Hundreds of thousands of students, teachers, and support staff have been able to switch gears and accept digital instructions thanks to the education sector’s effective response in the form of capacity development collaborations with service providers and technology-led solutions. In addition, students have returned to the classrooms due to vaccination campaigns and the relaxation of restrictions. But, after undergoing a metamorphosis in the previous year, what does the future hold?
The transition phase
The pandemic has had a wide range of repercussions on the world economy and population. However, some of the ways in which countries have responded to the challenges has resulted in great benefits that will shape its future.
One of the massive disruptions this pandemic created was in the education sector. It introduced new challenges for students and educators due to varied learning environments, including online and home-based remote learning. As a result, educators quickly found themselves transitioning to online learning.
“Education systems across the globe experienced an unprecedented impediment to learning as nearly 1.6 billion students in more than 190 countries were affected by school closures,” an Alpen Capital report revealed.
An unprecedented acceleration of the digitalisation process within the education system has resulted in great advancements in remote learning and revolutionary improvements in traditional schooling.
Keeping doors open
In response to significant demand, many online platforms offered free access to their services. For example, Byju’s, education technology and online tutoring firm announced free live classes on its app. As a result, the company witnessed a 200 per cent increase in the number of new students using its platform.
Meanwhile, Lark, a Singapore-based collaboration suite developed by ByteDance, began offering students and teachers unlimited video conferencing time, auto-translation capabilities, and real-time co-editing of projects, among other features.
Furthermore, the Tencent classroom has been used extensively after the Chinese government instructed a quarter of a billion full-time students to resume their studies online. This reportedly resulted in the largest’ online movement’ in the history of education, with approximately 7,30,000 K-12 students attending classes via the Tencent platform, K-12 online school in Wuhan.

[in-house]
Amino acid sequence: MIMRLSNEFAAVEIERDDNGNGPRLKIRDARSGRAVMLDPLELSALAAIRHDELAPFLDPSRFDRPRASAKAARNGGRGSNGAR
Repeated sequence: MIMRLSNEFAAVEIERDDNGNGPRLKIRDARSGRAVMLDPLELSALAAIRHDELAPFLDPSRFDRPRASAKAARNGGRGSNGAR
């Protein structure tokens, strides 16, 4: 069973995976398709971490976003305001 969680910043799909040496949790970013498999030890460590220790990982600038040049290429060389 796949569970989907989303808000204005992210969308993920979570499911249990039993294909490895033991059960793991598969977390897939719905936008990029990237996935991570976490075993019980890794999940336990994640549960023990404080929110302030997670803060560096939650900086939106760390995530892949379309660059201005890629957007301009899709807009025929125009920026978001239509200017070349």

Meanwhile, the GCC nations have prioritised education and invested heavily to create an environment that meets international standards, a trend that is projected to continue. For example, in 2020, the UAE committed 14.8 per cent of its federal budget to education, while Saudi Arabia allocated 18.9 per cent of its yearly projected spending to the field.
The Saudi Ministry of Education launched the Madrasati platform for distance teaching and learning for schools. In addition, the country has taken unprecedented steps to develop and promote the use of e-learning platforms. The Ministry believes that a hybrid model for learning is the future. It is also reported that the Ministry has announced plans to replace physical books with tablets in the next academic year.
Chief of Technology and Artificial Intelligence in Education Unit at UNESCO Fengchun Miao said that Saudi Arabia is among the few countries that developed and implemented quality standards to ensure effective and qualitative e-learning and education outcomes.
According to Ken Research, the Saudi Arabian e-learning sector is estimated to reach over $1 billion in revenue by 2025. The deployment of sophisticated technology services, which may improve the quality of learning material and the integration of LMS with smart classrooms across universities and schools in the kingdom, are expected to boost the e-learning services market.
Undoubtedly, from kindergarten to high school seniors and graduates to post-grad students, all have had to adjust to a new reality. From less pollution due to no commute to a lower cost per student, online education is making its mark.
In the Middle East, the region’s young population is exploding. By 2030, it is expected that the Middle East and North Africa will have a 23 per cent increase in the school-age population, resulting in 25 million children that need to be accommodated in the education systems. The region’s expanding young population, along with a growing interest in digital solutions, provides a compelling rationale to invest in and enhance the formal academic landscape.
While the jury is out on whether online learning will take over, one thing is for sure; the education landscape has changed forever.